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19 Sep 2016

Public Health Night recap: antimicrobial resistance in microorganisms

Insight by Mary Valcanis

Last month, approximately 80 people attended Public Health Night at the Doherty Institute in partnership with the Australian Society for Microbiology – Victoria branch. The theme for the presentations was ‘antimicrobial resistance (AMR) in microorganisms’, chaired by University of Melbourne Professor, Tim Stinear.

The keynote speaker, the University of Adelaide’s Professor John Turnidge, summarised the content of ‘AURA 2016: first Australian report on antimicrobial use and resistance in human health’, which provides a comprehensive picture of AMR, antimicrobial use and appropriateness of prescribing in Australia to date. This report sets a starting point from where AMR trends will be monitored over time and highlights areas where future work will inform action to prevent the spread of AMR.

The University of Melbourne’s Kerrie Stevens and Courtney Lane from the Doherty Institute presented an update on Carbapenemase-producing Enterobacteriaceae (CPE) in Victoria. Carbapenemase-producing Enterobacteriaceae (CPE) are bacteria that can produce enzymes that degrade carbapenems, antibiotics used to treat infections due to multi-drug resistant (MDR), gram-negative bacteria. CPE infections are associated with high rates of mortality and pose serious infection control risks within healthcare facilities.

In December 2015, the Victorian Guideline on CPE was released, which requires clinical microbiology laboratories to refer all suspected CPE to the Microbiological Diagnostic Unit Public Health Laboratory (MDU PHL) at the Doherty Institute for confirmatory testing, and characterisation through whole genome sequencing. All confirmed cases also undergo epidemiological follow up. Between 1 January and 30 June 2016, 40 CPE infections or colonisations were identified in Victoria, of which 21 (53%) were associated with overseas travel, particularly to Asia, including India. Local acquisition of KPC-2 and IMP-4 producing organisms has been observed, with centralised epidemiological and microbiological investigation pivotal in early identification of transmission within healthcare facilities, allowing targeted intervention. 

The Royal Melbourne Hospital’s Dr. Doris Chibo from the Doherty Institute gave an overview on the mechanisms that drive the development of resistance to current HIV antiretrovirals, which included laboratory aspects of HIV drug resistance genotype testing to identify the presence of drug resistance mutations guiding clinicians to make targeted treatment choices.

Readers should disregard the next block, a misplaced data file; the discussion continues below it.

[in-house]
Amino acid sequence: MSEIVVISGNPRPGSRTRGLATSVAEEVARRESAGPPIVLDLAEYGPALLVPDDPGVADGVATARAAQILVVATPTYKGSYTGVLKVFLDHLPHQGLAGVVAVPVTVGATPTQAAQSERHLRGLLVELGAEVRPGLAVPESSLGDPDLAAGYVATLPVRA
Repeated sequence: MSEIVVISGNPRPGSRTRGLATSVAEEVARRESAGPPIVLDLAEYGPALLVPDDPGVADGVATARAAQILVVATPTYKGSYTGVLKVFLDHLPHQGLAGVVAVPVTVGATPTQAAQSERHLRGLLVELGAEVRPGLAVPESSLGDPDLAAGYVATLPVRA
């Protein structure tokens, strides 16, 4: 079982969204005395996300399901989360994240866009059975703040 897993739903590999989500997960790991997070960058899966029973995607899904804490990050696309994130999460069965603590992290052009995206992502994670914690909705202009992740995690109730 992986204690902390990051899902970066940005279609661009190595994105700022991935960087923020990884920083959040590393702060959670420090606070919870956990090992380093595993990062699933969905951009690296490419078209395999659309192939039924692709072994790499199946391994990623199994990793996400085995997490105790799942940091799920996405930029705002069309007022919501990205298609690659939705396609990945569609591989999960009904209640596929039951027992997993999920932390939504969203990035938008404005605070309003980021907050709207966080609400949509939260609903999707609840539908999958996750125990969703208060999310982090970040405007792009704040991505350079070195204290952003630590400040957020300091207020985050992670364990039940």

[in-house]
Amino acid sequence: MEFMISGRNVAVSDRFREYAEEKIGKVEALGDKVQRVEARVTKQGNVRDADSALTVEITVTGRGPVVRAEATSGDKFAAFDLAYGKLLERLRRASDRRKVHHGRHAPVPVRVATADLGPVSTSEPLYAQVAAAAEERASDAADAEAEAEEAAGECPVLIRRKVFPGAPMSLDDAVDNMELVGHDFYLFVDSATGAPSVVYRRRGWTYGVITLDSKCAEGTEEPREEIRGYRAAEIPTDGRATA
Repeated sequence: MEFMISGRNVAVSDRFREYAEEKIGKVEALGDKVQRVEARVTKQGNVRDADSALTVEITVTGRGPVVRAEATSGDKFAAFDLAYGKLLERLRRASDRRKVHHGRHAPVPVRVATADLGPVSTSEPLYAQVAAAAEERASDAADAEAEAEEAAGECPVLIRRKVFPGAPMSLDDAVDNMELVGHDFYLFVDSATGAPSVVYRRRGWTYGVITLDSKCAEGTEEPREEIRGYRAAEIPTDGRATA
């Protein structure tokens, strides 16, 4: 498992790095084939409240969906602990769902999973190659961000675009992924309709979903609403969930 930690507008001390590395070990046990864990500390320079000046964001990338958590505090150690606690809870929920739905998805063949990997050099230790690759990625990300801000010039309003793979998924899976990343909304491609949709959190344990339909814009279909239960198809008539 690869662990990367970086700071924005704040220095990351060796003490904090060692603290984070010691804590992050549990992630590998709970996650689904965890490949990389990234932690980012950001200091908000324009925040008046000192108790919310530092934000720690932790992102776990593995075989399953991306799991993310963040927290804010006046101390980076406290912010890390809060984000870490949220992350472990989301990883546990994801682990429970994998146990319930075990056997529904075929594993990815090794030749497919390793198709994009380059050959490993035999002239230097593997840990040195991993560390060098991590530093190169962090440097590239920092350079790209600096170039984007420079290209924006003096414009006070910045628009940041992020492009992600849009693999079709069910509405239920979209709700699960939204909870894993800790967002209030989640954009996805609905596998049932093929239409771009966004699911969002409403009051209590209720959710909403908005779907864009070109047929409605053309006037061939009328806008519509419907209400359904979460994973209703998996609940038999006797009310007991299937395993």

The University of Melbourne’s Janet Strachan and Dr. Anders Goncalves da Silva, also from the Doherty Institute, reported on the findings of the Victorian Vancomycin Resistant Enterococcus (VRE) Snapshot Study conducted in November 2015. The study looked at all vancomycin-resistant Enterococcus faecium from all specimens from all Victorian laboratories for one month, plus any vancomycin-susceptible E. faecium from blood cultures. Whole genome sequencing was performed on the isolates to define resistance determinants and phylogenetic relatedness. Overall, there were 323 VREfm: vanA (59); vanB (262) and vanA+B (2). There were 10 vancomycin-susceptible E. faecium from bacteraemia. The predominant VREfm strain type was a highly clonal ST796 vanB VREfm (202/323, 63% of all VRE isolates).

Associate Professor Aeron Hurt, Acting Deputy Director of the WHO Collaborating Centre for Reference and Research on Influenza at the Doherty Institute, conveyed antiviral resistance in influenza viruses. Currently, circulating influenza viruses are virtually all resistant to the M2 ion channel inhibitors, an old class of influenza antivirals, thereby creating a reliance on the neuraminidase inhibitors (NAIs) for the treatment of influenza virus infections. The frequency of resistance amongst circulating viruses to the most commonly used NAI, oseltamivir (Tamiflu), is currently low (<2%), but local clusters of cases in the last few years involving oseltamivir-resistant viruses both in Australia and Japan have demonstrated the potential for these viruses to spread amongst the community. Understanding why some antiviral-resistant viruses are able to readily transmit and spread is important to help reduce the chances of this occurring in the future.

Finally, I covered trends in AMR in enteric pathogens. Antimicrobial susceptibility testing of enteric organisms was introduced in the 1970s at MDU PHL for epidemiological purposes to monitor antimicrobial resistance (AMR) trends and detect emerging resistances. In Victoria, the level of resistance in Salmonella (2000-2013) and Shigella (2000-2016) isolates was moderate and high, respectively. In Salmonella, MDR (≥3 antimicrobials) and resistance to ampicillin and ciprofloxacin are of concern; the latter because it may result in treatment failure. Resistance in non-human Salmonella isolates was highest in animal sources.

Emergence of a third generation cephalosporin ESBL was first noted in a S. Typhimurium strain isolated from dairy cattle and humans in 2012, which highlights the importance of a One Health approach to the AMR problem. Almost all Shigella isolates were resistant to at least one antimicrobial and most were MDR. Resistance in Shigella to ciprofloxacin and azithromycin emerged around 2003 and late 2014, respectively. Ongoing testing is vital to identify critical AMR in these organisms and to inform treatment.